The president will use the speech to offer his blueprint for creating a stronger economy, building on the populist themes of his fall jobs tour, which, the White House believes, offer a sharp contrast with Obama’s Republican presidential rivals.
The Buffett rule — which the president said was developed after the billionaire investor said he paid a lower effective tax rate than Bosanek, his secretary — forms a key component of Obama’s plan to boost short-term spending to help create jobs for the middle class.
And Bosanek will offer a sharp symbolic juxtaposition with the GOP on a day when Republican presidential candidate Mitt Romney released tax returns that show he paid an effective tax rate of 13.9 percent on his 2010 income of $21.6 million. He estimates payment of an effective rate of 15.4 percent on income of $20.9 million in 2011.
Obama “will be very clear about his vision, will be very clear about his principles ... about fair play and people getting a fair shot, economic security and protecting the middle class,” White House press secretary Jay Carney said.
Republicans have vowed to oppose any new revenue — including new taxes on millionaires — at a time when the national deficit continues to soar and Congress is trying to identify $1.5 trillion in budget cuts agreed to last summer.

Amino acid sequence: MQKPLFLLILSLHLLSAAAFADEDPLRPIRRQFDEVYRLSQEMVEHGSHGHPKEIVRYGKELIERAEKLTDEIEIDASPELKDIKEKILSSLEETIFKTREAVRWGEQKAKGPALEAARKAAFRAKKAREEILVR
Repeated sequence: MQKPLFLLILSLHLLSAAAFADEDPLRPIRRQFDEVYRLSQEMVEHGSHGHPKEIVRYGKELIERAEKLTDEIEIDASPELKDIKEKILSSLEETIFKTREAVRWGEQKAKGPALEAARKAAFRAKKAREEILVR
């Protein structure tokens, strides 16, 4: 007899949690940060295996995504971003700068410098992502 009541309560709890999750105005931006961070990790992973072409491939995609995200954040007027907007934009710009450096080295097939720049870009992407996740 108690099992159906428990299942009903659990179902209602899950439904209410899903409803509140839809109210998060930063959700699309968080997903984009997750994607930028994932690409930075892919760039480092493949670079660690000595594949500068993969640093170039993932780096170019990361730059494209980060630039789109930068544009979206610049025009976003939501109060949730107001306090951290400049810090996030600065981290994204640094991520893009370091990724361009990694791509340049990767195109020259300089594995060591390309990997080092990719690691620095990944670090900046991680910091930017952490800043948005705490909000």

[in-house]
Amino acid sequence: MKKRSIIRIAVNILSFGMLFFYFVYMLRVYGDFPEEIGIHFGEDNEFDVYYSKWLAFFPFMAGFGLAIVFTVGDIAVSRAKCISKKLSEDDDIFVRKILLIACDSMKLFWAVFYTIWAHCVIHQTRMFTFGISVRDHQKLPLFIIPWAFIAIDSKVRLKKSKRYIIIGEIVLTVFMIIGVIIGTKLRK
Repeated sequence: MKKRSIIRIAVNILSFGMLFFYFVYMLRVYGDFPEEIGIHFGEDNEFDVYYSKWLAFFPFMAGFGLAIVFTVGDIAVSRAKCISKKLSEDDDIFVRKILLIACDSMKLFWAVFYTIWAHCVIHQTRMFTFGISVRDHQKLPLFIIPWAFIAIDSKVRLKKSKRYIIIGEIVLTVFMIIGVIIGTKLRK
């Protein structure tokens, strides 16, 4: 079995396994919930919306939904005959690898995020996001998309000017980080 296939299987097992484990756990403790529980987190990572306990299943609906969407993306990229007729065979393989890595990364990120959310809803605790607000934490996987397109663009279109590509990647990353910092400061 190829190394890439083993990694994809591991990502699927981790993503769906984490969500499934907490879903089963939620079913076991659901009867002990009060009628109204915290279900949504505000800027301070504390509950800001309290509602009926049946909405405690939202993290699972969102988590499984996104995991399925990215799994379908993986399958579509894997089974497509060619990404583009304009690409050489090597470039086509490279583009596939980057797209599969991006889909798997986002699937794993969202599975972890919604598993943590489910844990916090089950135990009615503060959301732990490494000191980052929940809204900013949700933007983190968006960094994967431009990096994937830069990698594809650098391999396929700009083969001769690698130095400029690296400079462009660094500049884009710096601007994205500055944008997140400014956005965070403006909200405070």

Yet with the Bush-era tax cuts for the wealthy and middle class set to expire by year’s end, Obama could use his speech to demand that Republicans engage him in a broader restructuring of the tax code.
At the Capitol, House Speaker John A. Boehner (R-Ohio) said Tuesday that Obama’s policies “are just going to double down on what hasn’t worked.... It sounds like we’re going to see a rerun of what we’ve seen over the last three years.”
Asked about Obama’s expected focus on income inequality, Boehner argued that “the politics of envy, the politics of dividing our country is not what our country is all about.”
Obama’s GOP adversaries have cast Obama’s speech as the latest round in a series of “failed promises.” The Republican National Committee launched a television advertisement aimed at driving home that message in Washington and three cities in electoral battleground states: Charlotte, Norfolk and Grand Rapids, Mich.
The ad, titled “State of Our Union”, highlights the country’s high unemployment and mentions the Obama administration’s investment in the green energy company, Solyndra, which went bankrupt last year after receiving a $500 million, government-backed loan.